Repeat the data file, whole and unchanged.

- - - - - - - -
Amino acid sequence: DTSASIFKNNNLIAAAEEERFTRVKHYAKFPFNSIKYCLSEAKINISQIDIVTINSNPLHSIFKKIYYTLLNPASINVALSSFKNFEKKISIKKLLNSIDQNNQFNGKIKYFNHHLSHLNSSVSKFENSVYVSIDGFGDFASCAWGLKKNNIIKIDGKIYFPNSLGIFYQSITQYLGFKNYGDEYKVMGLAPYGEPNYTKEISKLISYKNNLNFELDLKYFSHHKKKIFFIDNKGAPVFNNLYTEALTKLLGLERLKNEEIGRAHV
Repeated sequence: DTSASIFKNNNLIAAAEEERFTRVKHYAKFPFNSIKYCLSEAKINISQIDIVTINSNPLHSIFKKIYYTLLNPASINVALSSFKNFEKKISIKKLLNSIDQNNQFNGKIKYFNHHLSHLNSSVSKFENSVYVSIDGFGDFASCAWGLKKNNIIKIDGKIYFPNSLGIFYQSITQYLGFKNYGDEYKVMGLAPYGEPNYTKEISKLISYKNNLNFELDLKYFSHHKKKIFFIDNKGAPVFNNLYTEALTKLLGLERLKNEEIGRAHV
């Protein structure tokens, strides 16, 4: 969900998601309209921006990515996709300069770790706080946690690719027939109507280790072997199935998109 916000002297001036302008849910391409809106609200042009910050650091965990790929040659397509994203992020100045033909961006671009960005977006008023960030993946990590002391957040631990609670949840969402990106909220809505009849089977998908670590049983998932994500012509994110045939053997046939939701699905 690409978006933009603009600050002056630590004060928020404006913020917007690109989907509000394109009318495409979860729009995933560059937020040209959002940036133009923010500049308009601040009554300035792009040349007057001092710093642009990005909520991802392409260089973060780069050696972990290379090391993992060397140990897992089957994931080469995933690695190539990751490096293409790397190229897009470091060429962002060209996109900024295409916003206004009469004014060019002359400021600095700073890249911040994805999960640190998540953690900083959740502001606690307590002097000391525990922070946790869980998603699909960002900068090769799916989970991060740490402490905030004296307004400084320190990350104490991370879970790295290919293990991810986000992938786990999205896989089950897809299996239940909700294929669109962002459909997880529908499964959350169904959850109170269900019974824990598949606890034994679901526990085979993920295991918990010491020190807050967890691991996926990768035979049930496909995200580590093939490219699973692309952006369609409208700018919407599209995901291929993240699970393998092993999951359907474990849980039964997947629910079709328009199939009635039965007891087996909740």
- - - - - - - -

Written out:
Amino acid sequence: DTSASIFKNNNLIAAAEEERFTRVKHYAKFPFNSIKYCLSEAKINISQIDIVTINSNPLHSIFKKIYYTLLNPASINVALSSFKNFEKKISIKKLLNSIDQNNQFNGKIKYFNHHLSHLNSSVSKFENSVYVSIDGFGDFASCAWGLKKNNIIKIDGKIYFPNSLGIFYQSITQYLGFKNYGDEYKVMGLAPYGEPNYTKEISKLISYKNNLNFELDLKYFSHHKKKIFFIDNKGAPVFNNLYTEALTKLLGLERLKNEEIGRAHV
Repeated sequence: DTSASIFKNNNLIAAAEEERFTRVKHYAKFPFNSIKYCLSEAKINISQIDIVTINSNPLHSIFKKIYYTLLNPASINVALSSFKNFEKKISIKKLLNSIDQNNQFNGKIKYFNHHLSHLNSSVSKFENSVYVSIDGFGDFASCAWGLKKNNIIKIDGKIYFPNSLGIFYQSITQYLGFKNYGDEYKVMGLAPYGEPNYTKEISKLISYKNNLNFELDLKYFSHHKKKIFFIDNKGAPVFNNLYTEALTKLLGLERLKNEEIGRAHV
């Protein structure tokens, strides 16, 4: 969900998601309209921006990515996709300069770790706080946690690719027939109507280790072997199935998109 916000002297001036302008849910391409809106609200042009910050650091965990790929040659397509994203992020100045033909961006671009960005977006008023960030993946990590002391957040631990609670949840969402990106909220809505009849089977998908670590049983998932994500012509994110045939053997046939939701699905 690409978006933009603009600050002056630590004060928020404006913020917007690109989907509000394109009318495409979860729009995933560059937020040209959002940036133009923010500049308009601040009554300035792009040349007057001092710093642009990005909520991802392409260089973060780069050696972990290379090391993992060397140990897992089957994931080469995933690695190539990751490096293409790397190229897009470091060429962002060209996109900024295409916003206004009469004014060019002359400021600095700073890249911040994805999960640190998540953690900083959740502001606690307590002097000391525990922070946790869980998603699909960002900068090769799916989970991060740490402490905030004296307004400084320190990350104490991370879970790295290919293990991810986000992938786990999205896989089950897809299996239940909700294929669109962002459909997880529908499964959350169904959850109170269900019974824990598949606890034994679901526990085979993920295991918990010491020190807050967890691991996926990768035979049930496909995200580590093939490219699973692309952006369609409208700018919407599209995901291929993240699970393998092993999951359907474990849980039964997947629910079709328009199939009635039965007891087996909740």